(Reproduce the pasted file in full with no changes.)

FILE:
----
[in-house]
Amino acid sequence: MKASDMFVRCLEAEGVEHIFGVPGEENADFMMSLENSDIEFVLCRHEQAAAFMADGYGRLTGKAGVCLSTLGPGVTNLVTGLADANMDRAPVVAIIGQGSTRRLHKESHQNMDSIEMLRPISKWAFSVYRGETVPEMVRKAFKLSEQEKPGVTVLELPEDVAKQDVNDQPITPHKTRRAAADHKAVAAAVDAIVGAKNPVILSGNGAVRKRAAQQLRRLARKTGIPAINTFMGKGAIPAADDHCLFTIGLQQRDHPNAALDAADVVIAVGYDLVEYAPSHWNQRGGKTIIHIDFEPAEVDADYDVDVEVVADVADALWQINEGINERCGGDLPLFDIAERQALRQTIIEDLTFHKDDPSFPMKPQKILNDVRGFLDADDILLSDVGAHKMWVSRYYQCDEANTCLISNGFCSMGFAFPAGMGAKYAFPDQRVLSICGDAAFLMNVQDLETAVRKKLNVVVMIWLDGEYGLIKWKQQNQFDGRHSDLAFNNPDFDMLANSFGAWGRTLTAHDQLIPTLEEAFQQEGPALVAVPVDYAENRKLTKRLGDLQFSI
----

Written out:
[in-house]
Amino acid sequence: MKASDMFVRCLEAEGVEHIFGVPGEENADFMMSLENSDIEFVLCRHEQAAAFMADGYGRLTGKAGVCLSTLGPGVTNLVTGLADANMDRAPVVAIIGQGSTRRLHKESHQNMDSIEMLRPISKWAFSVYRGETVPEMVRKAFKLSEQEKPGVTVLELPEDVAKQDVNDQPITPHKTRRAAADHKAVAAAVDAIVGAKNPVILSGNGAVRKRAAQQLRRLARKTGIPAINTFMGKGAIPAADDHCLFTIGLQQRDHPNAALDAADVVIAVGYDLVEYAPSHWNQRGGKTIIHIDFEPAEVDADYDVDVEVVADVADALWQINEGINERCGGDLPLFDIAERQALRQTIIEDLTFHKDDPSFPMKPQKILNDVRGFLDADDILLSDVGAHKMWVSRYYQCDEANTCLISNGFCSMGFAFPAGMGAKYAFPDQRVLSICGDAAFLMNVQDLETAVRKKLNVVVMIWLDGEYGLIKWKQQNQFDGRHSDLAFNNPDFDMLANSFGAWGRTLTAHDQLIPTLEEAFQQEGPALVAVPVDYAENRKLTKRLGDLQFSI